• By Dartington SRU
  • Posted on Tuesday 26th July, 2011

Health policy: bringing social context in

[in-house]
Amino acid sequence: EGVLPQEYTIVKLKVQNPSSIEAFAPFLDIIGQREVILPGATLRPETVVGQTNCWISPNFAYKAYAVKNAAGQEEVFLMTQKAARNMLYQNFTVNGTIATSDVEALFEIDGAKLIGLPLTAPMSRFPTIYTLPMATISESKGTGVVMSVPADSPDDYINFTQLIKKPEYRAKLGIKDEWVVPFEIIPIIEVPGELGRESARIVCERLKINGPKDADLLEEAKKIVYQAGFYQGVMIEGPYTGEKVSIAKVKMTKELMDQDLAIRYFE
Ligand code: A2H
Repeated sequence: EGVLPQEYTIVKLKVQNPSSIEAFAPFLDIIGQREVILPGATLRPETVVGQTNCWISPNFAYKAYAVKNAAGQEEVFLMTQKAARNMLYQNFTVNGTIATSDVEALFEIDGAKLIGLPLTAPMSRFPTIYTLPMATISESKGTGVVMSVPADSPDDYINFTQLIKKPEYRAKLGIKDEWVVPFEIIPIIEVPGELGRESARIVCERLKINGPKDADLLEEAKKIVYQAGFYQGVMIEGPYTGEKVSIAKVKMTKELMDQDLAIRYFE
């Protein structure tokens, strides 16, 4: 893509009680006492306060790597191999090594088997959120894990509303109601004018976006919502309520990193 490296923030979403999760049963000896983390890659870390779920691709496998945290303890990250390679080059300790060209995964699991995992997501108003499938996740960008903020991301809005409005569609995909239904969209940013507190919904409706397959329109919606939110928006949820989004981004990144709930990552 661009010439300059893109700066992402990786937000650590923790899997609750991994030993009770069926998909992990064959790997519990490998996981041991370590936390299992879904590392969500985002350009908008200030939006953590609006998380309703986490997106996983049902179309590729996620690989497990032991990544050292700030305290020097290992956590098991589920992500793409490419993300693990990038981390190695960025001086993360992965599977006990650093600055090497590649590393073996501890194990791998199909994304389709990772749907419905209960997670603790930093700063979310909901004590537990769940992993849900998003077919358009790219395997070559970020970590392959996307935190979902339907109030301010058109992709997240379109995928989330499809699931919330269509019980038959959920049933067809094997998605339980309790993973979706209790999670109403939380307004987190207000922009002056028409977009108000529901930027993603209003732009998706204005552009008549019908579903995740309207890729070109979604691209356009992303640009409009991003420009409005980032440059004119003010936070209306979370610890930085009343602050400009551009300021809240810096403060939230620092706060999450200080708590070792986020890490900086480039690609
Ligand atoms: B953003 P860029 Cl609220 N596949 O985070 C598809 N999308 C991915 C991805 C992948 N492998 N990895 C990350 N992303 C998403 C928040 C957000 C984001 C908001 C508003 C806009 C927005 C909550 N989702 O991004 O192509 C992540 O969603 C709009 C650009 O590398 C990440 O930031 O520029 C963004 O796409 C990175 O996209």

In yesterday’s story (26th July 2011), a team of researchers from the University of California, Los Angeles (UCLA), described how social determinants get “into the body,” and argued that health inequality could be reduced by improving the social environments in which people live and work. What are the implications for policy?According to the UCLA team, effective interventions are likely to have three characteristics. First, they will be comprehensive and integrated, crossing traditional service sector boundaries. Second, they should target the early years and be sustained across developmental transitions. Finally, population-based interventions aimed at “shifting the curve” for an entire group or community have the potential to save more lives than individually focused biomedical interventions.This is a far cry from what exists. Instead, we are confronted with “a confusing landscape of fragmented programs.” These loosely coordinated systems aren’t enough to overcome the negative effects of social contexts – especially disadvantaged social contexts that include insecure employment, limited social safety nets, and reduced income support for families of young children.Reasons for policy failureChildren are often relatively invisible on the policy horizon, the authors charge. Because children’s programs are relatively cheap, they can appear less significant than programs for adults. Furthermore, the fragmentation of services makes it difficult for any one agency to support the necessary investments. Money invested in one sector (early years, for example) will likely result in benefits for another (such as less need for special education): the sector that made the original investment is not the one that reaps the financial rewards. Similarly, data systems tend to give a partial picture of the child. Finally, cultural beliefs complicate the picture: in individualist societies, child well-being is regarded as the responsibility of the family, not the state. Overall, the result is an emphasis on “second-chance programs for children that fail rather than a community-wide strategy focused on investing in all children for success.”Direct and indirect approachesThere are two ways to tackle the negative consequences of social context. Social determinants can be addressed directly through policies to eliminate poverty, inequality and discrimination, or indirectly through strategies designed to disrupt the pathways between social risks and poor health outcomes, say the authors. Direct approaches tend to appeal to countries with a strong social democratic tradition, and indirect approaches to more individualist countries.The two different approaches have deep ideological roots. Social democratic countries tend to talk about “health inequities,” differences in health that are fundamentally unfair in moral and ethical terms. By contrast, individualist countries such as the US and Canada tend to talk about ethically value-free “health disparities,” which are then explained as the result of a health service that is not performing effectively. “Rather than addressing social determinants directly, indirect approaches are framed as performance-enhancing quality improvements that encourage cost-effective, evidence-based interventions to improve the performance of health and social care systems,” the authors say.In reality, most nations use a combination of direct and indirect approaches, with different degrees of emphasis and framing to fit the policy context of the day. Even so, the UCLA team is adamant that “mounting an effective response to the health threats posed by social determinants will take nothing short of a transformation of our existing child health systems.“Incremental change strategies that rely on the addition of ‘special programs’ to an essentially dysfunctional infrastructure with its misaligned financial incentives, inadequate (or non-existent) communication and coordination tools and administrative inefficiencies will not result in the health gains that we seek, and could even result in greater fragmentation and management challenges.”Seven strategies for radical changeTo kick off the radical changes needed, they suggest seven strategies to start the transformation of children’s health and health systems.1. Raise public awareness about the social determinants of health. Policy makers need access to comprehensive information about social risks that are prevalent in their communities and the relationship between these risks and health. This might take the form of community surveys or efforts to map school readiness.2. Promote children’s developmental health as the foundation for lifelong well-being. In the view of the UCLA team, “Adult health policy discussions that omit to mention childhood are at best incomplete and at worst ineffective.”3. Promote place-based initiatives that link services and sectors to address needs that cross health, education and welfare sectors. The UK Sure Start program is cited as a good example of effective work across sectors. 4. Align incentives. When incentives aren’t aligned, the consequences can be severe and unexpected. For example, one initiative to manage the health of inner-city children with asthma provided nurses to visit children’s homes, and inspections for mold and pests. It was a massive success: hospital re-admission rates fell by 80% and care costs plummeted. But because the hospital’s revenue depended on bed occupancy, its financial integrity was threatened.5. Create a common accountability framework. In other words, don’t have health professionals worrying only about health outcomes, or teachers focused only on educational achievement, but instead help them to see how what they do contributes to various aspect of child well-being. England’s Every Child Matters framework is cited as a good example of this approach. 6. Promote positive social determinants of health as well as preventing and treating illness. For example, encourage parents to read regularly to their children and to take an interest in their academic progress.7. Create new parent-professional partnerships. Government alone cannot transform the health of children. Web-based social networking and local measurement of well-being offer two means of empowering parents to take action on behalf of children and families in communities.ReferenceHalfon, Neal, Kandyce Larson, and Shirley Russ. 2010. “Why social determinants?” Healthcare Quarterly 14 (Special issue, October): 9-20.